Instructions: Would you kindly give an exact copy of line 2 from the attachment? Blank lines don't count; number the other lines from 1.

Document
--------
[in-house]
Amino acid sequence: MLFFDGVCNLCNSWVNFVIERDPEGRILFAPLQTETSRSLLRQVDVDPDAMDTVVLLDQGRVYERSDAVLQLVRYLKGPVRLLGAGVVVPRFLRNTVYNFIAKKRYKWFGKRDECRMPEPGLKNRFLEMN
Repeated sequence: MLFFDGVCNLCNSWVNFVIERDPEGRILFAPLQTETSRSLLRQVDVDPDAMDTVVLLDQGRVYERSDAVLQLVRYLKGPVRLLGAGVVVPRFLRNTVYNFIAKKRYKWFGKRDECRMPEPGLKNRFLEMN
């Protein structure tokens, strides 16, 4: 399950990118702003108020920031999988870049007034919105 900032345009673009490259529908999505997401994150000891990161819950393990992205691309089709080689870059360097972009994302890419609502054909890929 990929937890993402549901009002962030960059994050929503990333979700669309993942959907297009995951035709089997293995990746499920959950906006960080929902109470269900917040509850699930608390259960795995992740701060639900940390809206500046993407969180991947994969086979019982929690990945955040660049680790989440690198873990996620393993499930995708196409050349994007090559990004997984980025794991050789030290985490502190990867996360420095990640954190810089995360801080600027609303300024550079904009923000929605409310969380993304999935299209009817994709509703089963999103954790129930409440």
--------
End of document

Amino acid sequence: MLFFDGVCNLCNSWVNFVIERDPEGRILFAPLQTETSRSLLRQVDVDPDAMDTVVLLDQGRVYERSDAVLQLVRYLKGPVRLLGAGVVVPRFLRNTVYNFIAKKRYKWFGKRDECRMPEPGLKNRFLEMN